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(CNN) -- With San Diego Comic-Con little more than a day away, a group of Klingons gathered at the Gaslamp Quarter trolley stop at 6 a.m. They watched as English signs were replaced with placards written with the Klingon language.
iReporter Chris Morrow, a serial Comic-Con attendee, got up early to take pictures of the Klingon hostile takeover staged by transit officials in San Diego, California, to promote the trolley system.
She's more of a Federation girl herself, but Morrow did buy a Klingon dictionary at a past Comic-Con and knows a Klingon when she sees one. This familiarity makes them a good choice, she said.
"Here at Comic-Con, it's the costumes," Morrow said. "I think because of 'Star Trek' and everything else with sci-fi on TV, that Klingons are something recognizeable. ... Whenever I see a Klingon, I can say, 'That's a Klingon.' "
If Comic-Con was one big Rorschach test, "Klingons" would probably be among the top words conjured. The fictional warriors, can frequently be seen prowling in costume or performing in groups. As ubiquitous as they are, Klingons helped drive the cultural symbolism that made "Star Trek" a cultural force and helped popularize the massively attended conventions that we now enjoy today.
Screenwriter and producer Gene L. Coon is usually credited for creating the species. Their first appearance, smooth foreheads and all, was in a 1967 episode of the original series of "Star Trek" called "Errand of Mercy." Captain Kirk's crew battles with a group of Klingons for the loyalties of the Organians. The truce at the end foreshadows later events in Klingon history.
Robert Thompson, a professor of television and popular culture at Syracuse University, notes that their appearance was almost "Oriental" and that these Klingons were a product of the Cold War mindset, symbolizing the conflicts with the then-Soviet Union.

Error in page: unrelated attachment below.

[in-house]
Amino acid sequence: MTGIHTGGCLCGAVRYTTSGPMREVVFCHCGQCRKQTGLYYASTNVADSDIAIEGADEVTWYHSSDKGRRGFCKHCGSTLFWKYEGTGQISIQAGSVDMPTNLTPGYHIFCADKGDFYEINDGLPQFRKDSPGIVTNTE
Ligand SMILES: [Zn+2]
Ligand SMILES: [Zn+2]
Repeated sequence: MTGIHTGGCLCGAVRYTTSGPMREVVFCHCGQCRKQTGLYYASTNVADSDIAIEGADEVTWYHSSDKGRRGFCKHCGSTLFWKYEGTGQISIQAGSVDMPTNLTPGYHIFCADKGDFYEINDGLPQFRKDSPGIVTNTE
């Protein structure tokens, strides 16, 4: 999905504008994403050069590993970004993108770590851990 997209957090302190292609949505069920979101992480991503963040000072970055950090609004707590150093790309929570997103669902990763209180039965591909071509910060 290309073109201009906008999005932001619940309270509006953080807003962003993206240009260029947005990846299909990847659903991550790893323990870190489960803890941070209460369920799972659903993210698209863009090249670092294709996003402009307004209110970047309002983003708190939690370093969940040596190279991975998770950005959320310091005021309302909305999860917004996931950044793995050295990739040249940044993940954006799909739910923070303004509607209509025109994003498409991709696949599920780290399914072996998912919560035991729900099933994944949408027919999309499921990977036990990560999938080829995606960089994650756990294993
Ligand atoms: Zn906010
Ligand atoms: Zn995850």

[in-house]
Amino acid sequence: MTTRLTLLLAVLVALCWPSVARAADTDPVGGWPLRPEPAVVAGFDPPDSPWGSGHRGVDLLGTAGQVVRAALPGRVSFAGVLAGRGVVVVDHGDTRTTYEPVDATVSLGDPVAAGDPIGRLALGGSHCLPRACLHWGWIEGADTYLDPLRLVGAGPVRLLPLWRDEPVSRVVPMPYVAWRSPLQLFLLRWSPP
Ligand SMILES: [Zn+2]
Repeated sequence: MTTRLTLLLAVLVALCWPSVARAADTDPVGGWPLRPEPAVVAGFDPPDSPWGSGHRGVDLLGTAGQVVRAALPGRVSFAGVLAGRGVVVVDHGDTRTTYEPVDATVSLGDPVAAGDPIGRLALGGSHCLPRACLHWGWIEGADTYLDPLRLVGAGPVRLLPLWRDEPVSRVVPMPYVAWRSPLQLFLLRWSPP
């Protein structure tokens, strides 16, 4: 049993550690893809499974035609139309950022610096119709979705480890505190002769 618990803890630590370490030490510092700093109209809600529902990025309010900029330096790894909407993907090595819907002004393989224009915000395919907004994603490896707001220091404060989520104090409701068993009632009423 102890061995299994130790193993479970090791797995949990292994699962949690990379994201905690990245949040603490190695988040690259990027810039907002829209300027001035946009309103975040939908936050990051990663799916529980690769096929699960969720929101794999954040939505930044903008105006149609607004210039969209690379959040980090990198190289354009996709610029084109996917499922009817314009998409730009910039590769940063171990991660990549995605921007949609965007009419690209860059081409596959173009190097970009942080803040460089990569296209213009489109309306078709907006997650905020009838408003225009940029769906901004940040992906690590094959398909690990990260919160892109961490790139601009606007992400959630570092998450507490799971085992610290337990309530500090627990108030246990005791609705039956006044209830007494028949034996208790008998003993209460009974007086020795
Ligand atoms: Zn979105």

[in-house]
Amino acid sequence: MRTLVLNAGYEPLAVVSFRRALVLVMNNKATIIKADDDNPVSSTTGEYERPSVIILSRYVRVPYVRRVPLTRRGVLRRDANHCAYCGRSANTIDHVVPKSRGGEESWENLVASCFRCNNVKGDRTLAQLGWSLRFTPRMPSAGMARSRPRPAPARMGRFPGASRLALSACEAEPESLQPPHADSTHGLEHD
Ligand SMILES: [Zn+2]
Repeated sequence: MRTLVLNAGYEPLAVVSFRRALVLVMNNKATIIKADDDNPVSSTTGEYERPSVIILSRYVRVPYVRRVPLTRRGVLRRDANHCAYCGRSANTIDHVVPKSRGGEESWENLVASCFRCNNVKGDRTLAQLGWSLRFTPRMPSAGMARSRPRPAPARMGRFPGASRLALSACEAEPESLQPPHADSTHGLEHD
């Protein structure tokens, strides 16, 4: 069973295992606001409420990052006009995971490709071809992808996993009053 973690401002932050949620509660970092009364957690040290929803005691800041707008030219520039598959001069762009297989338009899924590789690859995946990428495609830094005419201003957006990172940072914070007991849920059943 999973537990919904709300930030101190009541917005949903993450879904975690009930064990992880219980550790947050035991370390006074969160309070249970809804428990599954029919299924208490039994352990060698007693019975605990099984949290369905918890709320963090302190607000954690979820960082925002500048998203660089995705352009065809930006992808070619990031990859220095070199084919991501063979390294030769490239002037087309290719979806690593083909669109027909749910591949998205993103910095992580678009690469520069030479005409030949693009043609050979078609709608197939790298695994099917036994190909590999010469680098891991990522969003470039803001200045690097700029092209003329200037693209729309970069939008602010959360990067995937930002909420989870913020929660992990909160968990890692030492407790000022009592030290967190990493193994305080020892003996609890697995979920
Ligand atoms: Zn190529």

"Star Trek" resonated with viewers because it played out social and political issues in the safe theater of science fiction. The show's popularity led to the start of "Star Trek" conventions in the early 1970s, which was about the same time as the first Comic-Con.
In 1974, a year after Comic-Con got its current name, the listed stars included Majel Barrett-Roddenberry and Walter Koenig from the "Star Trek" canon. The number of attendees and celebrities had about doubled and "Star Trek" was beginning to invade Comic-Con.
Klingons got a language five years later when "Star Trek: The Motion Picture" came out. The Klingons in the film uttered a few lines that were mostly gibberish conjured up by James Doohan. For future films, "Star Trek" producers consulted linguists to come up with language constructs. They stumbled upon closed-captioning linguist Marc Okrand by chance and picked him up to build a few Vulcan lines for "Star Trek II: The Wrath of Khan" and then to develop a language for Klingons in the third "Trek" film.